Multiple Sclerosis – Delayed Onset?
If you are a veteran who has been diagnosed with Multiple Sclerosis (MS), even decades following your discharge, you may be able to prove that this disease first manifested during service and file a Multiple Sclerosis claim. Under Section 1112 of Title 38 of the U.S. Code, a veteran is entitled to a seven-year presumptive period for Multiple Sclerosis (MS) from any period of active service that lasted more than 90 days. The VA starts this seven-year period based on the veteran’s last period of active duty that lasted for at least 90 days.
Think back to your time in service, or the short years following. Were you experiencing unexplainable tingling and numbness? Because MS affects the central nervous system, including the brain and spinal cord, your body’s nerves may be sending conflicting signals or not sending signals at all, causing numbness and/or tingling. Dizziness? What about weakness or fatigue? Weakness and fatigue may also come and go throughout this disease process; fatigue occurs when nerves deteriorate in the spinal column. Vision problems? Multiple Sclerosis can cause the optic nerve to become inflamed which can lead to a disruption of vision. There are many other early symptoms of MS, so be sure to talk to your doctor.
Diagnosing Multiple Sclerosis
Because symptoms of Multiple Sclerosis can often mimic other disease processes, it is easy for this disease to go undiagnosed, sometimes for decades. In order to diagnose Multiple Sclerosis, a doctor – usually a neurologist – will be required to perform a number of different tests which may include a neurological exam, eye exam, MRI, or spinal tap. These tests can assess damage to the central nervous system and can be used to rule out other possible conditions. The severity and symptoms of this disease may look different in every individual, and symptoms can surface for a few weeks and then disappear for periods of time. That is what makes diagnosing this condition so difficult. Relapses of MS can get worse as time goes on and become more unpredictable; early detection of this disease may help prevent it from progressing so quickly.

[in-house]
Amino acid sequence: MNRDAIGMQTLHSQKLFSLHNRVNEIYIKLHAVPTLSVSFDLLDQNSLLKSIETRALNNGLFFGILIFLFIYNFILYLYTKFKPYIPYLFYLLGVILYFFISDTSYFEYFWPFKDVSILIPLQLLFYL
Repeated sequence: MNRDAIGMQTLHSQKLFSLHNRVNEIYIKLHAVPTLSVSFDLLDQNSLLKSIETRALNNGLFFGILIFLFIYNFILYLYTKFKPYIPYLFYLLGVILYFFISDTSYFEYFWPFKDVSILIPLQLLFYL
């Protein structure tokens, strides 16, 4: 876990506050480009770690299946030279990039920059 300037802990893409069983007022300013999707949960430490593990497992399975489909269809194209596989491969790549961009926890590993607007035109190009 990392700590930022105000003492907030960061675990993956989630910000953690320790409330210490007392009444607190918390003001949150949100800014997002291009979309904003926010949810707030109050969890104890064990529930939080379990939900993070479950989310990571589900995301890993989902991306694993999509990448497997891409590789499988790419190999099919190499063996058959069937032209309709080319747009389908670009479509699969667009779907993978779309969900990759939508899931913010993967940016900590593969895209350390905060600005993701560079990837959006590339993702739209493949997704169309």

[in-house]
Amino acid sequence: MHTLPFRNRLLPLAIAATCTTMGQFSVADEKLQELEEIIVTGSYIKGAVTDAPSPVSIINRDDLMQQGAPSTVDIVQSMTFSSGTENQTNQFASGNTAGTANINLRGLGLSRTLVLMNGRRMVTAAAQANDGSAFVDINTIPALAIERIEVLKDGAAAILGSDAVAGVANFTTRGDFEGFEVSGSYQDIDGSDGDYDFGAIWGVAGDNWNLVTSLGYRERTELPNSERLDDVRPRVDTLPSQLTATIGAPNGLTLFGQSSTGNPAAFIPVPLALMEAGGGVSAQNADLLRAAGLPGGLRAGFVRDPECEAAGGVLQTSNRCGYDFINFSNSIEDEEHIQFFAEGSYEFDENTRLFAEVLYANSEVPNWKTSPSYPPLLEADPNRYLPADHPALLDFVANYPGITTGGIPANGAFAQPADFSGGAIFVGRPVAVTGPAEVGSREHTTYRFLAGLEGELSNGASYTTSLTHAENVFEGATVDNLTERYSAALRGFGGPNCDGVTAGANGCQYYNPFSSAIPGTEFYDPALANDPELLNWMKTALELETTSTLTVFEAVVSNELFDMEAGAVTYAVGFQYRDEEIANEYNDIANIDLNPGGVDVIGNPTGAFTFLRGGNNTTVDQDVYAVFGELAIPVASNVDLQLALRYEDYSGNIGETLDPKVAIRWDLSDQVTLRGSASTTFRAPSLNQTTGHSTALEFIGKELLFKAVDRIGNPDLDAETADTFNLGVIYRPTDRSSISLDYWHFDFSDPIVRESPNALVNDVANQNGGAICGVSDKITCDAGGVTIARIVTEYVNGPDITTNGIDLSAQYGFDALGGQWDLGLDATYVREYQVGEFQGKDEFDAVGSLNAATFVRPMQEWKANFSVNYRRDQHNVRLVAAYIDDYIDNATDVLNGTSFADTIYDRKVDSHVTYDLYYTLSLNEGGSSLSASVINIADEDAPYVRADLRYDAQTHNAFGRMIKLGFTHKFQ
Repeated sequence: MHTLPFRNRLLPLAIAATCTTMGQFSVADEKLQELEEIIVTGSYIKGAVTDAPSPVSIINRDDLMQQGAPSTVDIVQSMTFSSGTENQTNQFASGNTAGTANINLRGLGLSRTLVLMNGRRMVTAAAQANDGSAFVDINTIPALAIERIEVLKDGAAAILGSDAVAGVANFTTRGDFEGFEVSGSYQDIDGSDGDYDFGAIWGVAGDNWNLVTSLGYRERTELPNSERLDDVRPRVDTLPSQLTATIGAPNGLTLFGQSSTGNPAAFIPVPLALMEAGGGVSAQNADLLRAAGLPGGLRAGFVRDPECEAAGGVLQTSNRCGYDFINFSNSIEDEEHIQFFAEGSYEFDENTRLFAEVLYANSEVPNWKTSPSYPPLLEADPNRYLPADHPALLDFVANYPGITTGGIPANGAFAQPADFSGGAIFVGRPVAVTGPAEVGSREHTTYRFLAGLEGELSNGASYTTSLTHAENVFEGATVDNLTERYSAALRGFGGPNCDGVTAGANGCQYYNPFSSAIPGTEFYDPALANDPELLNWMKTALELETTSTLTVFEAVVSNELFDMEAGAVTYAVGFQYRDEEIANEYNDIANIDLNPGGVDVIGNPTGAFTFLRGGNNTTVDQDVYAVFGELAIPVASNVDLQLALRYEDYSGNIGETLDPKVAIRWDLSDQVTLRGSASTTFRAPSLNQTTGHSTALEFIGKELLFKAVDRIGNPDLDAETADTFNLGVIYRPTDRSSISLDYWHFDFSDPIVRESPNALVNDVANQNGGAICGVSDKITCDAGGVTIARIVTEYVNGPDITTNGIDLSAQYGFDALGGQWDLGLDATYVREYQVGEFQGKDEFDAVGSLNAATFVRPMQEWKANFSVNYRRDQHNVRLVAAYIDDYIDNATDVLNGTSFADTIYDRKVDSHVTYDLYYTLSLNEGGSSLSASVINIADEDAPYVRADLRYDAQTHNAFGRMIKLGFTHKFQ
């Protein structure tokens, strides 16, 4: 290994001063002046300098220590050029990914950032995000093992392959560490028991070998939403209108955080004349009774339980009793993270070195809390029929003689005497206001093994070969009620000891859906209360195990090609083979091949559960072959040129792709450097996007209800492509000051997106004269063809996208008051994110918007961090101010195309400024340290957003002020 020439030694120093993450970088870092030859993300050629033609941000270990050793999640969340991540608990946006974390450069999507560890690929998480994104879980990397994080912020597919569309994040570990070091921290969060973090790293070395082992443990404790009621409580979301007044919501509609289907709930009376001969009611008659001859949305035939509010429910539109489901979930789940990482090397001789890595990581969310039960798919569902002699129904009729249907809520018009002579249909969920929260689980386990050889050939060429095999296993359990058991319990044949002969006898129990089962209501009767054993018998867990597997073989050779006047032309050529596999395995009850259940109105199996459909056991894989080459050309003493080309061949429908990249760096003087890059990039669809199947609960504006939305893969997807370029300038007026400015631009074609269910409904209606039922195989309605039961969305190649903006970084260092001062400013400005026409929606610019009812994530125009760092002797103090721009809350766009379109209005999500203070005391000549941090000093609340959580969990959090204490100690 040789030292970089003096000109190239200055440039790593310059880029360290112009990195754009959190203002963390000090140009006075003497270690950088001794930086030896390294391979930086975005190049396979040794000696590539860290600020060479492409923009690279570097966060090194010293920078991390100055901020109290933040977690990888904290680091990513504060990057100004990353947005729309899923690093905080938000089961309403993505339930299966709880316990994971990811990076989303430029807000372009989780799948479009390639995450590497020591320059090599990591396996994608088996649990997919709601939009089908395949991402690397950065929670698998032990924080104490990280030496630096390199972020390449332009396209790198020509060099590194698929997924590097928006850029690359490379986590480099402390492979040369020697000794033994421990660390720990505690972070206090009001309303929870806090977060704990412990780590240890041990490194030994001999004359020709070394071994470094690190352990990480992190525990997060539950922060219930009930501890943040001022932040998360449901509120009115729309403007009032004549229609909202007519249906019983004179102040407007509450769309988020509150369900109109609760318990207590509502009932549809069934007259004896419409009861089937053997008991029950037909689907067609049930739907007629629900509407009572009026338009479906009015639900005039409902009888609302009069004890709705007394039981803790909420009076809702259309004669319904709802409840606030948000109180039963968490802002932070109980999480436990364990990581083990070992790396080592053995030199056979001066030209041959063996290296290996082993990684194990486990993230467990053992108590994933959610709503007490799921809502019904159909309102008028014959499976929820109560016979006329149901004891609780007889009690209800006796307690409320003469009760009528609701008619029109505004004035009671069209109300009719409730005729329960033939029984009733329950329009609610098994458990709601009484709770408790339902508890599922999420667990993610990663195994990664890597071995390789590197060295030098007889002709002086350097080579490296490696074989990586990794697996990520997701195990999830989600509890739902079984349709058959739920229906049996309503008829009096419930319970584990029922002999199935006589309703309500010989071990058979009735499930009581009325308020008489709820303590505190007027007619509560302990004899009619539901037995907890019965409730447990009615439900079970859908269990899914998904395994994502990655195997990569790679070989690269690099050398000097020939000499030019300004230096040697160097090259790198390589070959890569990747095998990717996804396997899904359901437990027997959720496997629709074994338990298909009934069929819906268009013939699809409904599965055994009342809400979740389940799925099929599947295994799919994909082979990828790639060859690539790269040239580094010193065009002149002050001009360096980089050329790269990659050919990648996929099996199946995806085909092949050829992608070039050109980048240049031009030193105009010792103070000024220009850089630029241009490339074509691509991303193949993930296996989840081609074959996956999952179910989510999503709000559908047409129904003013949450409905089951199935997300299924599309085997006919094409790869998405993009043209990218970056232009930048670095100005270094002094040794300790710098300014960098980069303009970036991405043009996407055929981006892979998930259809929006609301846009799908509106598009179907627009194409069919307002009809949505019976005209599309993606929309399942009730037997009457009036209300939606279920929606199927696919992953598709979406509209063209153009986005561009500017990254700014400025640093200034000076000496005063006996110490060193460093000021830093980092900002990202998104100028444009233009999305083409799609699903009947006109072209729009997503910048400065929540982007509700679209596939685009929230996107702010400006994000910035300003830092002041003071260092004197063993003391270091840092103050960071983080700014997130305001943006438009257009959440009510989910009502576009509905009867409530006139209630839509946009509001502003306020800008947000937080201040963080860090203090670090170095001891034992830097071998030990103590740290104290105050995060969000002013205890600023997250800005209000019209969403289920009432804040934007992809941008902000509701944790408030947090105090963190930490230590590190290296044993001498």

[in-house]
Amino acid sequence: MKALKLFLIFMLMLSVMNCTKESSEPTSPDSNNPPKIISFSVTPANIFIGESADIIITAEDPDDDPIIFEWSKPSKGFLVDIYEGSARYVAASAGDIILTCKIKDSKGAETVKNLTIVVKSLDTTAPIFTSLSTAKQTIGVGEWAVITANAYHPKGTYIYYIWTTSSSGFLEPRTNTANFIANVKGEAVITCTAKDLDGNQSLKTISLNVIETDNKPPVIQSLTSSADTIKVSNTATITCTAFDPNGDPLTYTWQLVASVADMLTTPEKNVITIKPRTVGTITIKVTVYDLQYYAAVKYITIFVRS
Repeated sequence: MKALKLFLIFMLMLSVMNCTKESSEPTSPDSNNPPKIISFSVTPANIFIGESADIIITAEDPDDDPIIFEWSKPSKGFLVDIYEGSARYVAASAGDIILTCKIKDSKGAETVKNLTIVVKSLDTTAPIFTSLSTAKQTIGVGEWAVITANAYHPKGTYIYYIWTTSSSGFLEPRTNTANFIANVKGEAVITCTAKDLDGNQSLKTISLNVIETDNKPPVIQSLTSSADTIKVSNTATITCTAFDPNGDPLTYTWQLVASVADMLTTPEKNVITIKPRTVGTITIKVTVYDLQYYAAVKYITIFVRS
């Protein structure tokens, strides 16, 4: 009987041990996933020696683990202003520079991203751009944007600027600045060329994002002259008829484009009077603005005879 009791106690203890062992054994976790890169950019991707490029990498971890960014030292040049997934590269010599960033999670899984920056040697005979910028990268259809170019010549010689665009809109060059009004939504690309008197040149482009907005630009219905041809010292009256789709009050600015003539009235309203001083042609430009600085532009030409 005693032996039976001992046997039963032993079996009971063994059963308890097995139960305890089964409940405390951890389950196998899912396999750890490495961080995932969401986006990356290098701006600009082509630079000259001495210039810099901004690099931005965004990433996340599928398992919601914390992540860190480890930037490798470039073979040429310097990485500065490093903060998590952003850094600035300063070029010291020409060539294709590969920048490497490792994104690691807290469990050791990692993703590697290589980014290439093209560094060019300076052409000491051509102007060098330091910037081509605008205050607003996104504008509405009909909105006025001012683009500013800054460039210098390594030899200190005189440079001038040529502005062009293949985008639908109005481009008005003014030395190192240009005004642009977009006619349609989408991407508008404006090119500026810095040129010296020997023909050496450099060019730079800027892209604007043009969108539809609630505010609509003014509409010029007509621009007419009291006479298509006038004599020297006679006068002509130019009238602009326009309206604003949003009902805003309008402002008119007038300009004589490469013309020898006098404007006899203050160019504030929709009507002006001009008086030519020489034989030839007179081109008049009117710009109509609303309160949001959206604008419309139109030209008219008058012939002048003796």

Proving Your Multiple Sclerosis Claim
Because Multiple Sclerosis mimics other diseases and a veteran may not receive a proper diagnosis until years down the road, obtaining service-connection can be difficult, but it is not impossible.
This first step to proving your multiple sclerosis claim will be identifying service medical records that mark those early symptoms of MS. These symptoms can include dizziness, numbness and tingling, weakness, fatigue, vision problems, and many others. You need to show that your MS first manifested during service or the seven-year presumptive period. If you did not attend sick call for these conditions, or if your symptoms manifested following service, send the VA relevant medical records from the VA or the private sector that document complaints of these symptoms. It’ll also be beneficial to provide lay statements describing a timeline of symptoms you had been experiencing during or after service when the symptoms developed, and detailed information on how those symptoms were affecting your functioning. Another helpful option for your multiple sclerosis claim is to provide buddy statements from witnesses that can attest to the fact that you had been complaining of these symptoms during service or within seven years following active duty service (lasting at least 90 days). Buddies can include family members, employers, or someone you served with. Even if you did not receive a diagnosis of MS within the seven-year presumptive period you have a basis for a multiple sclerosis claim as long as you were experiencing any of the early onset symptoms.
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